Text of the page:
A two-step model for creative teaching in higher education
This paper provides examples of practice demonstrating some underlying principles of translating creative and active pedagogies from school into a higher education context, using a simple two-step model and the concept of creative learning and teaching (Jeffrey, 2006). Since working in higher education, I sought to translate the principles of creative learning and teaching (Jeffrey, 2006) into my praxis. This exercise became particularly prudent when moving into academic development, trying to convey the successful principles underlying my pedagogy to colleagues on the Masters in Academic Practice. The paper will discuss a two-step model I developed: de-contextualizing and then re-contextualizing sometimes complex and intangible learning content to make it more accessible for learners. This will be exemplified by two teaching cases and evidenced with data I collected during my own Postgraduate Certificate in Learning and Teaching in Higher Education, demonstrating how the approach improved student performance and the overall quality of their academic work. These principles could be easily translated into different disciplinary contexts, with different groups of students.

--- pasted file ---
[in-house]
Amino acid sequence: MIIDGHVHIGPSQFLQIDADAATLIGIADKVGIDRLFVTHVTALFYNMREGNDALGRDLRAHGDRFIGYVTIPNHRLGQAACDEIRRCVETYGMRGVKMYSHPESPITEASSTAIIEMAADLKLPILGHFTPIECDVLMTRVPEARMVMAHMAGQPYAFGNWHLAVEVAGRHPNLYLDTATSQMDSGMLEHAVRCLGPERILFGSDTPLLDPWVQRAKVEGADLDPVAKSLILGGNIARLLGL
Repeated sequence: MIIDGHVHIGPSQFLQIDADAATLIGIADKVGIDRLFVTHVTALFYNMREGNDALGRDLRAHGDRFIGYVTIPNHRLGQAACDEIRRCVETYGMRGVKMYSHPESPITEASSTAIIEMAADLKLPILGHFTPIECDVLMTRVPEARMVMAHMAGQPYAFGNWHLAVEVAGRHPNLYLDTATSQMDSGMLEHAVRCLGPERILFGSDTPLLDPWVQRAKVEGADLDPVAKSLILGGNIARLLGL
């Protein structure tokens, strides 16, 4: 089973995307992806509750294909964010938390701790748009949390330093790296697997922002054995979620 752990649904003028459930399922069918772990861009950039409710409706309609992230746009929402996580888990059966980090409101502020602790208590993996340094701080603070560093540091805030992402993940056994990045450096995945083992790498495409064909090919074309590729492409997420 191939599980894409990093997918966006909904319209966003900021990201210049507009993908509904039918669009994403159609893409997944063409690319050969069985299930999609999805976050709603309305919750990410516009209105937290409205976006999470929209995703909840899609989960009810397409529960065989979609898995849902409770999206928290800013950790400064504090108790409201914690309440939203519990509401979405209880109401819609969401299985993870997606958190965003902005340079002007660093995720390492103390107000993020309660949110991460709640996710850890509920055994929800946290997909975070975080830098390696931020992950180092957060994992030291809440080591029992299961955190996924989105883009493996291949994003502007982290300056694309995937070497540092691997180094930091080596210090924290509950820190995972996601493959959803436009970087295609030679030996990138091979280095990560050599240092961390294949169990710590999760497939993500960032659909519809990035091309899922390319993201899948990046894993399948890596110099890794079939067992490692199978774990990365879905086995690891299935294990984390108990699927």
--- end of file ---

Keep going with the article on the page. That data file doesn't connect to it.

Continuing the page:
How to Cite
LicenseAuthors who publish with this journal agree to the following terms:
- Authors retain copyright and grant the journal right of first publication with the work simultaneously licensed under a Creative Commons Attribution License that allows others to share the work with an acknowledgement of the work's authorship and initial publication in this journal.
- Authors are able to enter into separate, additional contractual arrangements for the non-exclusive distribution of the journal's published version of the work (e.g., post it to an institutional repository or publish it in a book), with an acknowledgement of its initial publication in this journal.
- Authors are permitted and encouraged to post their work online (e.g., in institutional repositories or on their website) prior to and during the submission process, as it can lead to productive exchanges, as well as earlier and greater citation of published work (See The Effect of Open Access).